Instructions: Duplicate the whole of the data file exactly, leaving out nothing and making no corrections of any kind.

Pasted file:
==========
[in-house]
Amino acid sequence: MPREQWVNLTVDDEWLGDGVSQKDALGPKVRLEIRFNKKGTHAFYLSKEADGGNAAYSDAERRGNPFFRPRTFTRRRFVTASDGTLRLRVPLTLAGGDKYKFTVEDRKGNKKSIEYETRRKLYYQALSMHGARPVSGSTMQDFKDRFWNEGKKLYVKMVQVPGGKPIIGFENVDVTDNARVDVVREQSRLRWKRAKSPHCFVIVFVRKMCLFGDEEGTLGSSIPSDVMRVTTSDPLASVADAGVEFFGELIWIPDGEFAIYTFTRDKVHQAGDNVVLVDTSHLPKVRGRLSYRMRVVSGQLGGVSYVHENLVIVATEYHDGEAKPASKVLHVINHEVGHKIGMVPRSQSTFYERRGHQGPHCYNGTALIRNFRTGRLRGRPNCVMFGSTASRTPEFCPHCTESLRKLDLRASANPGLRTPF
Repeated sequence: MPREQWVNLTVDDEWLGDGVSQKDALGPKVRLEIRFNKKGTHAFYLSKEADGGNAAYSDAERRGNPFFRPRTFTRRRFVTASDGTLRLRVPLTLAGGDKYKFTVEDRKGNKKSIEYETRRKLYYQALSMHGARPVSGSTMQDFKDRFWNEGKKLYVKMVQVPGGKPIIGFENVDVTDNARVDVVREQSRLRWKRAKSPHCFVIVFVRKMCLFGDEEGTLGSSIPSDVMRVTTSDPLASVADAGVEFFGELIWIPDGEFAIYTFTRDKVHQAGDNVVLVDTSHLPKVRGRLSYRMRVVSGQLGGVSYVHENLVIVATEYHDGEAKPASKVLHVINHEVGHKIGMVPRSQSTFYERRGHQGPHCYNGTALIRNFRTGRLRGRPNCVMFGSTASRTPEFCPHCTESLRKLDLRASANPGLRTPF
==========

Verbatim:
[in-house]
Amino acid sequence: MPREQWVNLTVDDEWLGDGVSQKDALGPKVRLEIRFNKKGTHAFYLSKEADGGNAAYSDAERRGNPFFRPRTFTRRRFVTASDGTLRLRVPLTLAGGDKYKFTVEDRKGNKKSIEYETRRKLYYQALSMHGARPVSGSTMQDFKDRFWNEGKKLYVKMVQVPGGKPIIGFENVDVTDNARVDVVREQSRLRWKRAKSPHCFVIVFVRKMCLFGDEEGTLGSSIPSDVMRVTTSDPLASVADAGVEFFGELIWIPDGEFAIYTFTRDKVHQAGDNVVLVDTSHLPKVRGRLSYRMRVVSGQLGGVSYVHENLVIVATEYHDGEAKPASKVLHVINHEVGHKIGMVPRSQSTFYERRGHQGPHCYNGTALIRNFRTGRLRGRPNCVMFGSTASRTPEFCPHCTESLRKLDLRASANPGLRTPF
Repeated sequence: MPREQWVNLTVDDEWLGDGVSQKDALGPKVRLEIRFNKKGTHAFYLSKEADGGNAAYSDAERRGNPFFRPRTFTRRRFVTASDGTLRLRVPLTLAGGDKYKFTVEDRKGNKKSIEYETRRKLYYQALSMHGARPVSGSTMQDFKDRFWNEGKKLYVKMVQVPGGKPIIGFENVDVTDNARVDVVREQSRLRWKRAKSPHCFVIVFVRKMCLFGDEEGTLGSSIPSDVMRVTTSDPLASVADAGVEFFGELIWIPDGEFAIYTFTRDKVHQAGDNVVLVDTSHLPKVRGRLSYRMRVVSGQLGGVSYVHENLVIVATEYHDGEAKPASKVLHVINHEVGHKIGMVPRSQSTFYERRGHQGPHCYNGTALIRNFRTGRLRGRPNCVMFGSTASRTPEFCPHCTESLRKLDLRASANPGLRTPF